Skip to content

Polytunnel Progress…. (s-l-o-w)

November 6, 2011

Had I started with a perfectly flat piece of ground, picked the dimensions, measured and pre-cut everything, snapped it together and THEN built beds in it……

I’d have been done a couple weeks ago…

But I didn’t- the beds were there, the grade wasn’t flat, the dimensions were customized as I went, AND I don’t know exactly what I’m doing or whether this will even work.

It is my kind of project I suppose. šŸ˜‰

Anyway, I did make some progress this weekend..

Saturday I scavenged a window and spent the afternoon framing the norther (house facing) end of the tunnel.

The window is a scrap sash piece that measures 36″ wide x 19″ tall; I didn’t have luck finding a suitable door so I decided to put the window on the north end and the door on the back or south end.  Why?  I’ll probably end up rigging a homemade door up and the likelihood of it being an eyesore is pretty good.  I’d rather walk around to the back to enter vs have an unhappy Mrs cohutt looking at an ugly door from the sun room all winter.

So the framing ended up being sort of oddly radial; I wanted to put enough of a frame to stabilize the whole tunnel and give a broad span to tack the plastic to in order to keep flapping to a minimum.

Saturday afternoon this was the view from the outside,  with the (filthy) vent window tacked in temporarily:

From the inside, the same:

This morning before I hung the window I hosed it off and the dirt didn’t budge; there is no telling how long it had been sitting in the yard of the salvage place.   Earlier I noticed that a smallish luffa had actually dried and turned brown on the vine so I picked it and peeled the skin off to see if it would work as a scouring pad to loosen the dirt.

(Even though I had planted these for the primary purpose of growing these “sponges”, I was still taken aback when there was in fact a luffah under the skin. Damn, just like they said there would be.)

The luffah:

The clean window, installed with the auto-opener freshly installed as well:

And from the outside:

The black piston on the opened contains a wax that expands as temperatures rise so the piston forces open the window progressively and there are springs that pull the window closed again as it cools. The directions said to refrigerate the piston so that it is as retracted as possible during installation. I did this and had no trouble setting it up.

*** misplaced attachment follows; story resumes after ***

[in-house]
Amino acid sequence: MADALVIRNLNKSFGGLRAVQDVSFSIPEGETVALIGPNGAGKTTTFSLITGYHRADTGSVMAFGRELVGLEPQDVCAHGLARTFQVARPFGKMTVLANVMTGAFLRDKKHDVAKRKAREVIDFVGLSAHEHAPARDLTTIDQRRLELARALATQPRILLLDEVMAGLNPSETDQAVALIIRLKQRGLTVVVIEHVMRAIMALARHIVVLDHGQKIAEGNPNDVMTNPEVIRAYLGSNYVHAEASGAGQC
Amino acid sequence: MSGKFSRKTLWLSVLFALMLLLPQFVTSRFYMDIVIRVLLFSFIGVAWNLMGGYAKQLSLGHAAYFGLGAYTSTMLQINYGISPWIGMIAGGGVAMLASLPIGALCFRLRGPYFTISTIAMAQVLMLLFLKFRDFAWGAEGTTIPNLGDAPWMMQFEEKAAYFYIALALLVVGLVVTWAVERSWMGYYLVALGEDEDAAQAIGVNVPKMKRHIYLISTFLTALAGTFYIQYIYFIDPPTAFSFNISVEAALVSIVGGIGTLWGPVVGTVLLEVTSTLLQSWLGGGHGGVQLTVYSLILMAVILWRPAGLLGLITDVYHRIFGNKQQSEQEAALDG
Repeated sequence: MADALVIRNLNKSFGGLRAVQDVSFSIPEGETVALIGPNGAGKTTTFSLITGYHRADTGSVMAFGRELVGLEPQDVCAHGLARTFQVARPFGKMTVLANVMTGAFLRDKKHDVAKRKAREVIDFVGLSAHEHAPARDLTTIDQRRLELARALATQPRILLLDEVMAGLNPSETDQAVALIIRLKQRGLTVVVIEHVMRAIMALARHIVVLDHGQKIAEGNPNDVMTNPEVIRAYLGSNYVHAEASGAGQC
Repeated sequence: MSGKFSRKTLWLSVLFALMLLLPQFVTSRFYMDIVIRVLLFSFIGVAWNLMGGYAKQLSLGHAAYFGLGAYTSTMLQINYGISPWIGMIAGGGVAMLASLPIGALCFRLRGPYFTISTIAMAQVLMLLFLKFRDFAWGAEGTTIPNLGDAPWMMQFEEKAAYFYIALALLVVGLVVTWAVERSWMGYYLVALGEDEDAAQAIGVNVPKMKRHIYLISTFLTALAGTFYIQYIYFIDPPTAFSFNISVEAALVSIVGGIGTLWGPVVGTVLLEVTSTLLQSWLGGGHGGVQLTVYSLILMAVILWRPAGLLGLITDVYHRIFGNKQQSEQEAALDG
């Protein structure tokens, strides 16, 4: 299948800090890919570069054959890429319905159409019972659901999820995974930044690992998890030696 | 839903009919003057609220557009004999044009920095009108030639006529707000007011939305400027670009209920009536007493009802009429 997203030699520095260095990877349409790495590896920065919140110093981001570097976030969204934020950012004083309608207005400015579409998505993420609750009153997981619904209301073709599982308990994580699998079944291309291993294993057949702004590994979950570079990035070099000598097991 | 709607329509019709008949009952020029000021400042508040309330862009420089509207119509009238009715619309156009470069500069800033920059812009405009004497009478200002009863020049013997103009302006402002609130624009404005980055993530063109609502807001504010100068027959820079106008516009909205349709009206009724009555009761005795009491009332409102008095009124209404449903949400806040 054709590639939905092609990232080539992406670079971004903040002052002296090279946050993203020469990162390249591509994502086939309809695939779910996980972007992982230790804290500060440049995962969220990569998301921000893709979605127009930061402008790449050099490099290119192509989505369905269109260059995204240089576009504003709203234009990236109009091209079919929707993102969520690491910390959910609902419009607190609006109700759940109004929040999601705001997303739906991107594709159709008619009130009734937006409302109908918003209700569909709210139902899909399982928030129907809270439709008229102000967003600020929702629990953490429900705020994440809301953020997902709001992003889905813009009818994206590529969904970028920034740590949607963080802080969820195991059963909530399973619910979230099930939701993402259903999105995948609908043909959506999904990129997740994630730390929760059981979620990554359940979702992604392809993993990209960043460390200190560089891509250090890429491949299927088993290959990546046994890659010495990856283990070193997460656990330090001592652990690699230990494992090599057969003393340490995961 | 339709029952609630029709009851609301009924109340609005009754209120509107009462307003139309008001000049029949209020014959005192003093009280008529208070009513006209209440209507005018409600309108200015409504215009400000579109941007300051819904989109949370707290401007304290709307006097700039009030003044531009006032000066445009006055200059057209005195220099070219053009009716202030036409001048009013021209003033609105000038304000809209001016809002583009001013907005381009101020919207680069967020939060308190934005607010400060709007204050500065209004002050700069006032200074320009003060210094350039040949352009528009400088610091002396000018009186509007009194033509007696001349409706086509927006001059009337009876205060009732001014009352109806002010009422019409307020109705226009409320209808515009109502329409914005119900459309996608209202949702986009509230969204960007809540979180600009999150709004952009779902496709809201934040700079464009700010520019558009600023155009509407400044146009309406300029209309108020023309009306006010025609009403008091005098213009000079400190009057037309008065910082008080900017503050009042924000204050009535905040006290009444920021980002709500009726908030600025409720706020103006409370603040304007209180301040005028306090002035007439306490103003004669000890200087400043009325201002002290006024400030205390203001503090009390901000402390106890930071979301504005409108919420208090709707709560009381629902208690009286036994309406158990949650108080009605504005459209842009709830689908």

But would it work?

Actually, yes, it would. I found it had opened the window a bit as it warmed up while I was inside eating lunch:

I got the back framed in then took an unplanned nap sitting inside in the warm sun. When I woke up, I disconnected the plastic and slid it back towards the south by about a foot (I didn’t leave enough overhang on the south end to allow for an easy seal of the joint between the wall and the end hoop. DUH.) This put me off schedule to finish the ends this weekend so I’ll have to work a dark evening or two this week to finish up.

Still, the north end is almost completed; the experience gained will make the south end move much quicker I hope.

So here is the almost complete product:

(Note the loose plastic will be trimmed and taped and the dip in the middle of the structure will firm up when the back side is done.)

From the inside:

I feel pretty good about it at this point; it should be completely functional after one more work day.
(I am tired, please forgive the grammar/spelling mistakes overnight; I’ll probably see them tomorrow and will correct them.

Advertisements
6 Comments leave one →
  1. Dailey permalink
    November 6, 2011 10:44 pm

    It’s huge! Looks great

    • November 6, 2011 10:46 pm

      Yeah it sort of is big isn’t it…

  2. Julie Herron Carson permalink
    November 7, 2011 6:47 am

    Wow — looking forward to seeing it in person! Maybe we should eat Thanksgiving appetizers inside… šŸ™‚

    • November 7, 2011 7:27 am

      I don’t know about that-

      The only thing that comes close to the smell of broccoli and cabbage cooking is broccoli and cabbage growing in a humid enclosed environment.

  3. November 7, 2011 8:03 am

    Looking good. I’m hoping to make use of your learning to be able to do something similar myself next year.

  4. Mrs. Cohutt permalink
    November 7, 2011 8:08 am

    AHA! You’ve created an entire structure to use as a secret napping place….I’m onto you now!

Leave a Reply

Fill in your details below or click an icon to log in:

WordPress.com Logo

You are commenting using your WordPress.com account. Log Out / Change )

Twitter picture

You are commenting using your Twitter account. Log Out / Change )

Facebook photo

You are commenting using your Facebook account. Log Out / Change )

Google+ photo

You are commenting using your Google+ account. Log Out / Change )

Connecting to %s

%d bloggers like this: